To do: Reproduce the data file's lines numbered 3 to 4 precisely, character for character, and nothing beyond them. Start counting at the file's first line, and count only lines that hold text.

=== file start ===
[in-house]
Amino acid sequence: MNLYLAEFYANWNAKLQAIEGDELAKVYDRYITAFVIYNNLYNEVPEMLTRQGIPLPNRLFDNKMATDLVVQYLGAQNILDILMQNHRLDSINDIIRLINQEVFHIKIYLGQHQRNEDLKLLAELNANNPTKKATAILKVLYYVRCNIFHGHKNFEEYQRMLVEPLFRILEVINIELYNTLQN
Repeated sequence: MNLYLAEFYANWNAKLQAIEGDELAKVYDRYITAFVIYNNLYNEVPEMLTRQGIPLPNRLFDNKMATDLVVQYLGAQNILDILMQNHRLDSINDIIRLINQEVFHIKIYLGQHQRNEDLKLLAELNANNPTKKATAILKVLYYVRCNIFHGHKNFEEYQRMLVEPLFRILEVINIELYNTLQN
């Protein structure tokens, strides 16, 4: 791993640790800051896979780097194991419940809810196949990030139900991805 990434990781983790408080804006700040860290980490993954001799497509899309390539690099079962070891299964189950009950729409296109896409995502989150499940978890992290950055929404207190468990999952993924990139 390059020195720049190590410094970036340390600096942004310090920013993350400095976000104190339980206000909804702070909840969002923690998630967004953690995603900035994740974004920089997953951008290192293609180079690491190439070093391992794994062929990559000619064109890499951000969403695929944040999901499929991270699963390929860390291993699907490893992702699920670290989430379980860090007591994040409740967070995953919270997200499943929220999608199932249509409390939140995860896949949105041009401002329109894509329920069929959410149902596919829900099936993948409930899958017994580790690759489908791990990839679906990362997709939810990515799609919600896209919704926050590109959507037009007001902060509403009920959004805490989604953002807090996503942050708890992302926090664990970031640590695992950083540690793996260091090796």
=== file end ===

Repeated sequence: MNLYLAEFYANWNAKLQAIEGDELAKVYDRYITAFVIYNNLYNEVPEMLTRQGIPLPNRLFDNKMATDLVVQYLGAQNILDILMQNHRLDSINDIIRLINQEVFHIKIYLGQHQRNEDLKLLAELNANNPTKKATAILKVLYYVRCNIFHGHKNFEEYQRMLVEPLFRILEVINIELYNTLQN
């Protein structure tokens, strides 16, 4: 791993640790800051896979780097194991419940809810196949990030139900991805 990434990781983790408080804006700040860290980490993954001799497509899309390539690099079962070891299964189950009950729409296109896409995502989150499940978890992290950055929404207190468990999952993924990139 390059020195720049190590410094970036340390600096942004310090920013993350400095976000104190339980206000909804702070909840969002923690998630967004953690995603900035994740974004920089997953951008290192293609180079690491190439070093391992794994062929990559000619064109890499951000969403695929944040999901499929991270699963390929860390291993699907490893992702699920670290989430379980860090007591994040409740967070995953919270997200499943929220999608199932249509409390939140995860896949949105041009401002329109894509329920069929959410149902596919829900099936993948409930899958017994580790690759489908791990990839679906990362997709939810990515799609919600896209919704926050590109959507037009007001902060509403009920959004805490989604953002807090996503942050708890992302926090664990970031640590695992950083540690793996260091090796």